People's Democracy

(Weekly Organ of the Communist Party of India (Marxist)


No. 17

April  24, 2011

  Libya: No Lie Zone Needed


Yohannan Chemerapally


THE imposition of a “no fly zone” (nfz) over Libya as the government forces were on the verge of taking over Benghazi has prolonged the tribal war that has engulfed the North African nation. The US led NATO forces as expected have gone far beyond what the UNSC has prescribed. Their aerial attacks and covert ground activities are now entirely focussed on regime change. Among the first targets to be attacked was the residential compound of the Libyan leader, Muammar Gaddafi. The British foreign secretary, Liam Fox, actually told the media that it was acceptable for the Libyan leader to be targeted for liquidation provided that there was not too much collateral damage. In the mean time, Libyan tanks and armoury along the route from Tripoli to Benghazi were taken out in a “turkey shoot”, reminiscent of the carnage of retreating Iraqi soldiers by the US air force after a cease fire was announced during the first Gulf War. After the UNSC nfz resolution was passed the Libyan government had announced a cease fire and Libyan tanks had started retreating to their bases. This however did not prevent NATO planes from targeting them.


On the first day of the attacks, the US gunships fired 110 Tomahawk missiles, each costing a million dollars. US B-2 bombers also dropped 45 1000 kg bombs in the first 24 hours. These massive bombs along with the Cruise missiles launched by the British and French forces, all contained depleted uranium warheads. The US led wars in Yugoslavia and Iraq have provided evidence of the long term harmful effects of the depleted uranium on the local population. The European parliament has repeatedly called for a moratorium on the use of weapons containing depleted uranium but France and Britain have repeatedly refused calls for a ban. The bombings had allowed the rag tag rebel army, now being trained by the British and French, to once again break out of Benghazi and temporarily take over key oil producing centres.  




A counter-attack by the government forces in late March put the rebels in reverse gear, making them scamper back to their Benghazi redoubt. Gen Carter F Ham, the chief of the Pentagon’s Africa Command (AFRICOM), who is in overall charge of the NATO operations, admitted in the last week of March that it was western airpower that has prevented the defeat of the Benghazi rebels. Western airpower is now focussed solely on the Libyan military. There are no pretensions whatsoever that NATO is waging its war to protect civilian lives. In fact by March end, western media reports have confirmed that more than a hundred civilians have been killed as a result of NATO bombings. Interestingly, after the NATO bombardment started, there have not been any anti-Gaddafi demonstrations outside Tripoli, an indication perhaps that the crude colonial style intervention of the West has once again united the Libyan people.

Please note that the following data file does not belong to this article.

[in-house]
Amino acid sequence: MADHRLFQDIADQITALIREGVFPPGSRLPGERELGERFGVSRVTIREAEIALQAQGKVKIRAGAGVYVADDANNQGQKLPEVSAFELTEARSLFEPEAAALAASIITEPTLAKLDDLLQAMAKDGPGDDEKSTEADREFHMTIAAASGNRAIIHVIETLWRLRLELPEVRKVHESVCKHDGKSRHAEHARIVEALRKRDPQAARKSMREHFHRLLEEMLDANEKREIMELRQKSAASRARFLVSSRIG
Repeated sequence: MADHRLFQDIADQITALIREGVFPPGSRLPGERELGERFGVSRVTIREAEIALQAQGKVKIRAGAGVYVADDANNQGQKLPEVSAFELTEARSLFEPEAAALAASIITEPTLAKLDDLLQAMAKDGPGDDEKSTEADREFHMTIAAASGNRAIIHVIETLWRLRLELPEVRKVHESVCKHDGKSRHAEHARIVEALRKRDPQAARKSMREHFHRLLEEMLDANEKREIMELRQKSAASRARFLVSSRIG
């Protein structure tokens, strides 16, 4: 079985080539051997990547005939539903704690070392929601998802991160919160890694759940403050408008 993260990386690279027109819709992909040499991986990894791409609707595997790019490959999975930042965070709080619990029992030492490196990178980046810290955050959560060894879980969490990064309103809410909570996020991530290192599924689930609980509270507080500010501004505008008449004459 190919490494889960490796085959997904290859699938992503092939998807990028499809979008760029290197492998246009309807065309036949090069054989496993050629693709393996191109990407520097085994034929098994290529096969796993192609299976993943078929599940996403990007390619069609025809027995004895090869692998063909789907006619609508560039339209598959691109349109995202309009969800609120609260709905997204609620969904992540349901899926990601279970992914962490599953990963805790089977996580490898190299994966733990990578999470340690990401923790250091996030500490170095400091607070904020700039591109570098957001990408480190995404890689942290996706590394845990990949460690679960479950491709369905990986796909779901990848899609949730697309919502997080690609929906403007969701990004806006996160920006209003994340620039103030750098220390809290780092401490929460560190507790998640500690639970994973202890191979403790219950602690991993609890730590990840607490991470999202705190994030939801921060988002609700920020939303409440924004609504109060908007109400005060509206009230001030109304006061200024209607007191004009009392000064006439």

Evidence is now emerging that those who took part in the violent uprising in Benghazi in late February had the covert backing of western intelligence agencies. The Obama administration has admitted that CIA operatives have been helping the rebels for weeks. Saudi Arabia and Israel were among the countries which supplied arms to the rebels at the behest of Washington. In the last week of March, the Libyan National Council, the Benghazi based group leading the western backed attempts to overthrow the Gaddafi government, announced that a long term CIA asset is the commander of the rebel forces. Khalifa Hilfer, a former senior Libyan army officer, had defected to the US in the early nineties. The Washington Post described Col Hilfer as a “leader of a contra-style group based in the United States called the Libyan National Army. It is a group similar to the “contra” terror group financed by the Reagan administration in the eighties to de-stabilise the Sandinista government in Nicaragua. According to a book Manipulations Africaine published by Le Monde Diplomatique, Hilfer and many anti-Gaddafi military officials who had defected following the war in Chad in the late eighties were later relocated in the US by the CIA. The main anti-government group, the National Front for the Salvation of Libya, has been financed by the House of Saud, the CIA and the French.


The “interim transitional national council” propped up by the West consists of notorious Libyan characters who have been in the pay of various governments. They have over the years been trying to overthrow the Libyan government. The interim council has now been allowed access to the Libyan government’s funds frozen in February by the West. This also means that the rebels will have to pay for the military campaign which the West has launched on their behalf. It is clear that the goal of the US is to replace Gaddafi with a more pliant authoritarian ruler. But with credible reports emerging that Al Qaeda members had played an important role in the Benghazi, some senior Pentagon officials have started having doubts about the civil war they have helped engineer.